Peter “Pants” Nash has been involved in community football – playing and coaching – for most of his life, so when a chance came to coach a masters women’s team, it was something he was keen to get involved in. His long coaching career started some years ago. He says that after returning from Sydney to Melbourne in 1992 for work he became involved in an over 32s team at South Wantirna. That side became one half of the Waverley Warriors Masters team. He was the first coach of the merged team “five or six” years ago. He says, “I’m used to putting teams together. I wanted to coach the women’s team. If it’s to do with coaching, I’m a servant of the club.”
The Waverley Warriors women’s masters team had been getting off the ground before Nash became involved and he was aware of its development. A group of master’s women had been training with the Clayton women’s senior team, but Nash says the new group was working at a different skill level to the more experienced players and it wasn’t an ideal set up. “It was a pretty steep learning curve,” he says.
He met Sarah Loh (a football administrator and soon to be a player) and Jill Chalmers and decided he was keen to step into the role. “I thought I was the right person,” says Nash. He says he “rocked up” to a training session, met more players, and after a discussion about what they wanted to achieve, he took over the coaching. That was on top of his role as coach of the men’s seconds team. He had few experienced players on his list. The vast majority were enthusiastic beginners. After a quick appraisal he says he felt the immediate need was to address skills. “We spent about three weeks learning a lot about bumping and protecting yourself – eyes up, bracing, etc.” He also says he had to learn to explain himself in different ways. “On the first night I talked about kicking off the ground, and they started doing it all the time. It was a learning process for me as well.” He says of the newbies, “They were sponges, and tended to take everything literally. It was a good learning curve.”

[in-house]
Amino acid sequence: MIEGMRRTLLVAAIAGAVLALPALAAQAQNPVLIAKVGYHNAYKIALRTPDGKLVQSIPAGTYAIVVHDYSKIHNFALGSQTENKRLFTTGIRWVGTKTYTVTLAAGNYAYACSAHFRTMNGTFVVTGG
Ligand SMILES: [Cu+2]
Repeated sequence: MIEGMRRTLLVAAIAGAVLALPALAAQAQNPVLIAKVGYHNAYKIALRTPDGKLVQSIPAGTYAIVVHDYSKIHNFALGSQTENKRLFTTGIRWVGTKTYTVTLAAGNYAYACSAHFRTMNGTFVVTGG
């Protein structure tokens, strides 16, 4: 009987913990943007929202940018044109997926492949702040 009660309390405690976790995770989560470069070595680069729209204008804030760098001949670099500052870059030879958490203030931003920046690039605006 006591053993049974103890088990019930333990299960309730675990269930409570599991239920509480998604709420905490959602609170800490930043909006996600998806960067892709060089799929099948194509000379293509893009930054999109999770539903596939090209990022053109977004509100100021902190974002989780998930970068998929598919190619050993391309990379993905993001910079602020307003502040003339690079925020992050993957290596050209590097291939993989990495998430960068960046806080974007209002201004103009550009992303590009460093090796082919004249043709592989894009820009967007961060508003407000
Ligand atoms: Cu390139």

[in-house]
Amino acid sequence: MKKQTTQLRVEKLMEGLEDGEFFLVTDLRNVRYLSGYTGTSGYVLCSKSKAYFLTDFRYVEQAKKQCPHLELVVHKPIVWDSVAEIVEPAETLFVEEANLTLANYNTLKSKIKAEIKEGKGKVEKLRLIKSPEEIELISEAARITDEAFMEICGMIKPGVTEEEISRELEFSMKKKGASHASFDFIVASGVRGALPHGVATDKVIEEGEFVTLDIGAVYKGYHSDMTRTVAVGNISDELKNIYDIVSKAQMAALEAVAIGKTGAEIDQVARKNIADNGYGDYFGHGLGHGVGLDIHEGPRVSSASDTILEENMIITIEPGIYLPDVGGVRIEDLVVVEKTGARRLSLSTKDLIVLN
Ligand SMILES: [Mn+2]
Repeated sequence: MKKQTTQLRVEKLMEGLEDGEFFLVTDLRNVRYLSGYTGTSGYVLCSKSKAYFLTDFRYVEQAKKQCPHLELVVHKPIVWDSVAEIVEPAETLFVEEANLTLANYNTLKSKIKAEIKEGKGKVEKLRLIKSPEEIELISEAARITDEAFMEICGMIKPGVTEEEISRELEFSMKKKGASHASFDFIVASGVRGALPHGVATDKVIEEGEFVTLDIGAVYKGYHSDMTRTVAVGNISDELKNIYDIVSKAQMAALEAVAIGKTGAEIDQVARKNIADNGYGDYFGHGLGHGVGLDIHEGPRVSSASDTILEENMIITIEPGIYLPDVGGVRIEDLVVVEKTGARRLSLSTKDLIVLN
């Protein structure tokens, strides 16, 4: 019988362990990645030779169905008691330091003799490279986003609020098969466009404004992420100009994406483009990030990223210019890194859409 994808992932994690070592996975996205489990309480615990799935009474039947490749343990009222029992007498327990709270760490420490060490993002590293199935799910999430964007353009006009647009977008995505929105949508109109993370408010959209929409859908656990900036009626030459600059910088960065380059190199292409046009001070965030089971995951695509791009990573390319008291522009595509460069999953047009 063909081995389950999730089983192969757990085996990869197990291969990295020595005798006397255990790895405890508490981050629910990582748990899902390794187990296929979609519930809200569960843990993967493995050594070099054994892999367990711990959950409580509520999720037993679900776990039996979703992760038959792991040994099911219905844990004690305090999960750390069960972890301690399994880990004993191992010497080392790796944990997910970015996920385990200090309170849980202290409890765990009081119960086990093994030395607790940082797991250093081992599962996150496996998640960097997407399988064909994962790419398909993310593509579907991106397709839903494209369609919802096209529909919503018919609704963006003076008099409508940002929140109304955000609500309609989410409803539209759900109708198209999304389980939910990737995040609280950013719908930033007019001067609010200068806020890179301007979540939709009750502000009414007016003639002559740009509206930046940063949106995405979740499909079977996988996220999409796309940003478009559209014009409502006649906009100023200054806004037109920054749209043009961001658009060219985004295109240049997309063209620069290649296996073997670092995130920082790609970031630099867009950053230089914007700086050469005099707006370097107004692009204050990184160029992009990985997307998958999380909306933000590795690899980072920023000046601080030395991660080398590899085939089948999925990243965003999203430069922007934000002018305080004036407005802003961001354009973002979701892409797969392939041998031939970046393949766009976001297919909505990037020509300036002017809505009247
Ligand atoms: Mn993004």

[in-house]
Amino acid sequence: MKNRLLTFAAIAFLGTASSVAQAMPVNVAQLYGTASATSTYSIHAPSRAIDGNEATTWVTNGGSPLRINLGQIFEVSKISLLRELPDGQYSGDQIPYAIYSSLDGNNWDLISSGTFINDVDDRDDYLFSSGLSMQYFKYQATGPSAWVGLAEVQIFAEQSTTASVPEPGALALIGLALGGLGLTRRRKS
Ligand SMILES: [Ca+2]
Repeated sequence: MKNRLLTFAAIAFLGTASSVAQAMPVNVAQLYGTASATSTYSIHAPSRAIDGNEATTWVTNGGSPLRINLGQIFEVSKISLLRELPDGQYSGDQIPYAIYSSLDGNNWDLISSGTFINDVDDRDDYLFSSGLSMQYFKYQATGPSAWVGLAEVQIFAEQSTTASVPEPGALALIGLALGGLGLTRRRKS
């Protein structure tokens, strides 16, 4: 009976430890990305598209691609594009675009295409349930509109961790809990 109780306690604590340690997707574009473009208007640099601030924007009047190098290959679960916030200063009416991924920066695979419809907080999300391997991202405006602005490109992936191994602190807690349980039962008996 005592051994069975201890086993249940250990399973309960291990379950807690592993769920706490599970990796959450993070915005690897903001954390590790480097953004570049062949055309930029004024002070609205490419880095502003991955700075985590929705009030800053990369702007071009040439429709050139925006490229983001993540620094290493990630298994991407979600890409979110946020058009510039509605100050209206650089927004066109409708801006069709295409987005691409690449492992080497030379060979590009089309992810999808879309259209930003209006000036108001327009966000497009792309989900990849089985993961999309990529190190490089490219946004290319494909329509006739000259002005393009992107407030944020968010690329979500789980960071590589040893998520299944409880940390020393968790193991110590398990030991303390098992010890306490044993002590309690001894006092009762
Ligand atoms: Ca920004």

He says he learned to change the language he normally used with the men’s team. “I coached differently with the men, but coaching the women improved my coaching overall.”
His thought processes were also completely different. “The women didn’t have the experience of a team environment, and they didn’t have the arrogance. With some men’s teams, they think they all know it better than you. I didn’t have that with these women.”
Skills development was critical as the season progressed. “At the start they couldn’t even kick to a target. Skills and confidence were the areas to work on.” By way of example, he says he emphasised aspects like kicking with their non-preferred foot. In what he clearly feels was a coaching win, he says, “I wanted to develop the concept of having a go with the other foot, so there were no mental blocks about having a go. In the last game there were eight occasions when they had a go on the other foot.”
Some of the challenges for the group included physical fitness, and even an awareness of who did what in any given position. “They didn’t know the positions and I assumed they would.” He describes some players as “hard as nails”, but many had to learn about on-field awareness. And there was a degree of training required for “game sense”. Though a couple on the list were experienced footballers (or sports enthusiasts) and were fit, many obviously weren’t. The advantage of this new group however, was that “they had no fixed ideas. It was refreshing, and they embraced what I told them, on or off the ground. I would never criticize them if they had a go.”
Despite his years in the game, Nash believes the first season of womens master’s football has improved his coaching. “I’m calmer and more controlled. It’s been a positive learning curve. My player management skills are better, but the women are close-knit and often they sort it out. They brought their own networking to the game. They want to talk about their lives. They set up their own Facebook page, and that gave me an insight into what they were thinking. Men bottle it up more.”
Nash also comments that the women’s team has had a really positive impact on the club as a whole. “It’s absolutely changed the atmospherics of the club. I think we built something really good.”
Henry Ford no doubt said something similar about his Model ‘T’ over a century ago, and now his company’s cars are seen all over the planet. Some ideas become too popular to dismiss.
©All images and text by Robert Keeley.
Next time: The President and the Player.